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Nikon 750D test Rosette Nebula


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Picked up 750D package w included Nikkor 24-120 f4G ED VR zoom lens.  The fancy abbreviations got me.  Was excited to try it out last night being first time using full frame DSLR.  Piggy backed on my Nexstar 5SE alt/az mount.  Decided to image a nebula for first time and Rosette was just rising to the East.   To balance weight of the Nikon I had to shift tube all the way backward as far as I could, so there was no possibility of imaging > 70 deg up.  

Obsticles last night. = Light from little town to East, spotty clouds & don't polar align Nexstar alt/az with wedge (alignment failed) don't bother trying anymore.  Just do two star alignment then sync imaging area.. 

Observations. =

1.  Took 16 x 120 sec subs & 5 x 60 sec subs to test things out.  (120mm / f5 / iso 1600) no darks/bias/flats.  Below are 4 subs from the session.

2.  7 out of 16 - 120 sec subs had pin point stars. Only 1 out of 5 - 60 sec subs had decent stars.  Soooo, all I have to do is double whatever  # of 2 min images I want with this set up and i'm golden !

3.  Happy to see faint red from Rosette even in raws, I didn't stack them due to clouds and trees in images, just took a sub into lightroom / adjusted white balance / messed with other sliders. 

4.  Like everything about camera from double memory cards to tilt screen on the back.  Camera feels great in your hand, good grip and rip, intuitive, lens will be nice for travel.

5.  Once T-mount arrives will see how images look through Nexstar (if I can get it balanced) All I need now is good refractor and mount.

I'm looking through previous DSLR & nebula posts, if any nebula DSLR tip threads you can steer me (or tips in general) greatly appreciated.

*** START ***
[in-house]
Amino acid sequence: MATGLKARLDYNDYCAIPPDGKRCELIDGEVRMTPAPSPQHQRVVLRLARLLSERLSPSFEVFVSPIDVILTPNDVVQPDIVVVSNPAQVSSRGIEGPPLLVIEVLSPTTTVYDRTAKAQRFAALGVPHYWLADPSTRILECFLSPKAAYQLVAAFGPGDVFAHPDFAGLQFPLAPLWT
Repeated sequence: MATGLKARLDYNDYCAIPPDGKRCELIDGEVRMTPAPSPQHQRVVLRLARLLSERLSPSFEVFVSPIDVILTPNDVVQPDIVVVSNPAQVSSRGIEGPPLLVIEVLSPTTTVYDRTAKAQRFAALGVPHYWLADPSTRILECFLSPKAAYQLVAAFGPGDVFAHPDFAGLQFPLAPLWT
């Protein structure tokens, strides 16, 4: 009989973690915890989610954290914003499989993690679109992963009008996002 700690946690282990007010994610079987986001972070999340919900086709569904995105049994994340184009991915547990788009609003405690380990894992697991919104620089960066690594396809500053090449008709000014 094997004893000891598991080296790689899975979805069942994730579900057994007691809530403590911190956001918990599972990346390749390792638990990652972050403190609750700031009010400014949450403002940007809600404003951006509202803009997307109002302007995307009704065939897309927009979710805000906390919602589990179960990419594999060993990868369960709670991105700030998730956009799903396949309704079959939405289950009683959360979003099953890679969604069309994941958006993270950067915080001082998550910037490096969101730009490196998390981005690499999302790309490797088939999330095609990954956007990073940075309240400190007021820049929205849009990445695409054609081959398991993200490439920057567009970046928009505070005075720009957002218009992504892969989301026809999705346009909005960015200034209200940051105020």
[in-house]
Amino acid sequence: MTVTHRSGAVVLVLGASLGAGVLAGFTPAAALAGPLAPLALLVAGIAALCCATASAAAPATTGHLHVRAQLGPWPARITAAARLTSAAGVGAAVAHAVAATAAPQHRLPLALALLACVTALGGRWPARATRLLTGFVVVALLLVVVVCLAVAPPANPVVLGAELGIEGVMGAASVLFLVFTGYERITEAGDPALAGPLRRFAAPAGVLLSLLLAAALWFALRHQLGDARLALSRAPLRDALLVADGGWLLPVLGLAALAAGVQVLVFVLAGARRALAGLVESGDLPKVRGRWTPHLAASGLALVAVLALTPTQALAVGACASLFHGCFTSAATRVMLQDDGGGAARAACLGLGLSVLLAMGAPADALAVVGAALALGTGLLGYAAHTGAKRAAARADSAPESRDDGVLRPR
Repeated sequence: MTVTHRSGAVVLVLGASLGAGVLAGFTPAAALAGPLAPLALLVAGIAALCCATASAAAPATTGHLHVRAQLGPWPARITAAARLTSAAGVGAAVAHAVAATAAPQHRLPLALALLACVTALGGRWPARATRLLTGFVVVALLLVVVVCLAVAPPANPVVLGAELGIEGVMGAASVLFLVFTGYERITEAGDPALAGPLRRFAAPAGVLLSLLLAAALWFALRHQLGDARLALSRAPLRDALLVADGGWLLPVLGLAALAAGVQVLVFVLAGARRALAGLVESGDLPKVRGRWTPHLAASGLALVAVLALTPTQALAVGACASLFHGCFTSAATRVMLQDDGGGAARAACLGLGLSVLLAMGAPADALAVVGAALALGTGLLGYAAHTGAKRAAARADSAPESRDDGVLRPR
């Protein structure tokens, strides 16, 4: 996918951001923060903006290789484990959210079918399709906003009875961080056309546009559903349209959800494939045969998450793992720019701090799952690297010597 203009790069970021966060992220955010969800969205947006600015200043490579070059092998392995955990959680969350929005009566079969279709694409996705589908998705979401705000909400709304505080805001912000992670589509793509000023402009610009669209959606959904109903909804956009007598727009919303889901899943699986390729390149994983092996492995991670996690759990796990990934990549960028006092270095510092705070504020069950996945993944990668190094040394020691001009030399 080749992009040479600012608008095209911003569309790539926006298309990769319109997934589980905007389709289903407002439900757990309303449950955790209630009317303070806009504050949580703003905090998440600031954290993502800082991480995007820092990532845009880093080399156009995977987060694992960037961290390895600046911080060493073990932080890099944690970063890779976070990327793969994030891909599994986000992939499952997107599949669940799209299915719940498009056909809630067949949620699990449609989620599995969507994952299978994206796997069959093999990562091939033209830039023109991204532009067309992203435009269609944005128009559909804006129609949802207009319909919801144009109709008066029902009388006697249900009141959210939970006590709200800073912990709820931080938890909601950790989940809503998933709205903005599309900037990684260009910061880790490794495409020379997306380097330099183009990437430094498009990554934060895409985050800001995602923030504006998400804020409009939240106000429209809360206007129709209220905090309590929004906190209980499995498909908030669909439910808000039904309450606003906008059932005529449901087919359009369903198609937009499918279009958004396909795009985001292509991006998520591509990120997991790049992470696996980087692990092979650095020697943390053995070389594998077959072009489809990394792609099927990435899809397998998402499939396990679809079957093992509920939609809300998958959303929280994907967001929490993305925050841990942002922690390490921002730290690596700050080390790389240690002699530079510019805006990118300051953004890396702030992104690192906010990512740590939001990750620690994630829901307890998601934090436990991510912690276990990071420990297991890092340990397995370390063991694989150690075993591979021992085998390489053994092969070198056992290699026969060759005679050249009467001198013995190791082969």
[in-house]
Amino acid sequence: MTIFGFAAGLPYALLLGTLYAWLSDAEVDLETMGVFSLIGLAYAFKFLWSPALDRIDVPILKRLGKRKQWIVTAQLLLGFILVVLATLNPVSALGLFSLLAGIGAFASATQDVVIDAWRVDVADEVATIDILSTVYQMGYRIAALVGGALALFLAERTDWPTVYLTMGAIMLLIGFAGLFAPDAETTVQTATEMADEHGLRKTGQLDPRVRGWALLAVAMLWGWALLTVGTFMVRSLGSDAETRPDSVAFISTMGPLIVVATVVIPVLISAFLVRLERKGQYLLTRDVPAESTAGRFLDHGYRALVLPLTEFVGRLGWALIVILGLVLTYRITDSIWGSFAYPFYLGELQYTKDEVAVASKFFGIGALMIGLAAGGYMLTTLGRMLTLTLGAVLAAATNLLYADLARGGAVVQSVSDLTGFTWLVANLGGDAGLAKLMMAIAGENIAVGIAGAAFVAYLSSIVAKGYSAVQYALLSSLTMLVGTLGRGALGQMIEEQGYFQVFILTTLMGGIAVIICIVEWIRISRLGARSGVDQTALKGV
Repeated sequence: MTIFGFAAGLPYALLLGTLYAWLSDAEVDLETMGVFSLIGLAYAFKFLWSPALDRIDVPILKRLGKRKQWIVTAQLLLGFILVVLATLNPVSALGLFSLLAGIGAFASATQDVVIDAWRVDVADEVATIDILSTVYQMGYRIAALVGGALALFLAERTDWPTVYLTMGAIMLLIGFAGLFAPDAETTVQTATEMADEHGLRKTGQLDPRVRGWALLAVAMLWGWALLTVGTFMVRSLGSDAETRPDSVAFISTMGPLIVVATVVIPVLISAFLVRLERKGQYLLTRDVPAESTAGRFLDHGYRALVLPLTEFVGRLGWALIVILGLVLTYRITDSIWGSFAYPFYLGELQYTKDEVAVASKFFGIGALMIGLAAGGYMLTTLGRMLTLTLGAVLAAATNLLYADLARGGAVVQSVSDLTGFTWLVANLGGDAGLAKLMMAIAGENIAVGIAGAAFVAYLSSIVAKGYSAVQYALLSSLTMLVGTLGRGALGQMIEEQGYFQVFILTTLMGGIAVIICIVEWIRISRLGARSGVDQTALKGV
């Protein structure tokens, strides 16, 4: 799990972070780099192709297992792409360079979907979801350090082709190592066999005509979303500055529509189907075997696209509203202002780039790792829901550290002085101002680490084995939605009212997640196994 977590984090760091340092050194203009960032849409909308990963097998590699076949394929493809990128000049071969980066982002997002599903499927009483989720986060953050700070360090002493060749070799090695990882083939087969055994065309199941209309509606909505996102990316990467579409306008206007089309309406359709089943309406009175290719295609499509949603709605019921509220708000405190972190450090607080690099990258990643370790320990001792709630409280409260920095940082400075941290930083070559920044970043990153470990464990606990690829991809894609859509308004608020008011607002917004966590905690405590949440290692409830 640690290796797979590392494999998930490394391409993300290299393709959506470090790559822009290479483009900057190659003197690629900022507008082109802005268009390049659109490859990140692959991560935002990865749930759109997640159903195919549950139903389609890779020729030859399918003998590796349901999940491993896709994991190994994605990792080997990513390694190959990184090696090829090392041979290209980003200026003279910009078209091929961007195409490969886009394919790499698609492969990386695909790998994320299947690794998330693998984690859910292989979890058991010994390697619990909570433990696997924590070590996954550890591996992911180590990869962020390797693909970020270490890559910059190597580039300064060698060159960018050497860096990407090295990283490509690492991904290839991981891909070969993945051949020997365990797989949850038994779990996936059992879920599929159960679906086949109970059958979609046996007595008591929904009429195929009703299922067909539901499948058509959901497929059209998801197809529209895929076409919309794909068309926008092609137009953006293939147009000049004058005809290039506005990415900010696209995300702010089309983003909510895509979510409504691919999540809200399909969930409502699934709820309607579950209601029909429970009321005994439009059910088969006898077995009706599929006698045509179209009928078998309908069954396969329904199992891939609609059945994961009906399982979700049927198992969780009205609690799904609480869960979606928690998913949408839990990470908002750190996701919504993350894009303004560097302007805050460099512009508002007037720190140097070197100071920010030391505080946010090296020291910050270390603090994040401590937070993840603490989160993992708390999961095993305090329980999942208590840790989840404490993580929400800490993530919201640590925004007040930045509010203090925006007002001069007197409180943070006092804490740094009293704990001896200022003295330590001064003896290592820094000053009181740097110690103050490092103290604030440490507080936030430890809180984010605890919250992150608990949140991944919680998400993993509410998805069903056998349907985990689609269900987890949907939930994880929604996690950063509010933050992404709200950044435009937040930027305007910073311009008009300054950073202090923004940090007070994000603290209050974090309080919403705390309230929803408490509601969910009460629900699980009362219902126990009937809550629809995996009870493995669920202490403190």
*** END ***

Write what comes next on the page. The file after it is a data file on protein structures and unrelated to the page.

Enjoy !

ML

     

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Hi,

It's visible there :)

What comes to my mind is that you don't need to use that high ISO because the data is there with lower sensitivity as well. High ISO camera just multiplies the signal, wanted and unwanted (noise).

Here's one test to show that effect with D600:

http://stargazerslounge.com/topic/252443-does-it-matter-what-iso-you-use/

This had led my use max ISO500 with my D600 and ISO400 with my D5100.

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Just FYI.

Have a look at your in-camera high ISO noise reduction settings. I have the D800 and with High ISO NR turned off, the camera still does noise reduction with ISO set at 1600 or higher, in other words the camera automatically takes dark frames.

Apart from taking longer to save to your card, to some extent it takes some control of your NR out of your hands. I'm still very new to this but I'm going to try ISO800 as a maximum benchmark and take multiple shots, and some darks as well.

As HK said the higher the ISO, the more unwanted noise. From my limited understanding of this subject 2x1min subs @ ISO400 will capture the same detail as 1x1min sub @ ISO800, but without the additional noise.

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From my limited understanding of this subject 2x1min subs @ ISO400 will capture the same detail as 1x1min sub @ ISO800, but without the additional noise.

Hi,

This goes actually against that logic - at least with Exmor sensors.

1x1 min ISO400 sub will have the same amount of captured photons as the 1x1 min ISO800 or 1x1 min ISO6400. The higher sensitivity just multiplies the signal in camera for both wanted and unwanted signal (noise).

As long as you’re above the unity gain ISO (1 photon = 1 ADU), the increase of the sensitivity doesn’t create any higher wanted signal. It just makes it better visible, but you can do the same and with better results in PP.

Therefore my recommendation is to stay at ISO500 with current Nikon full frame models. This helps you also utilize larger dynamic range.

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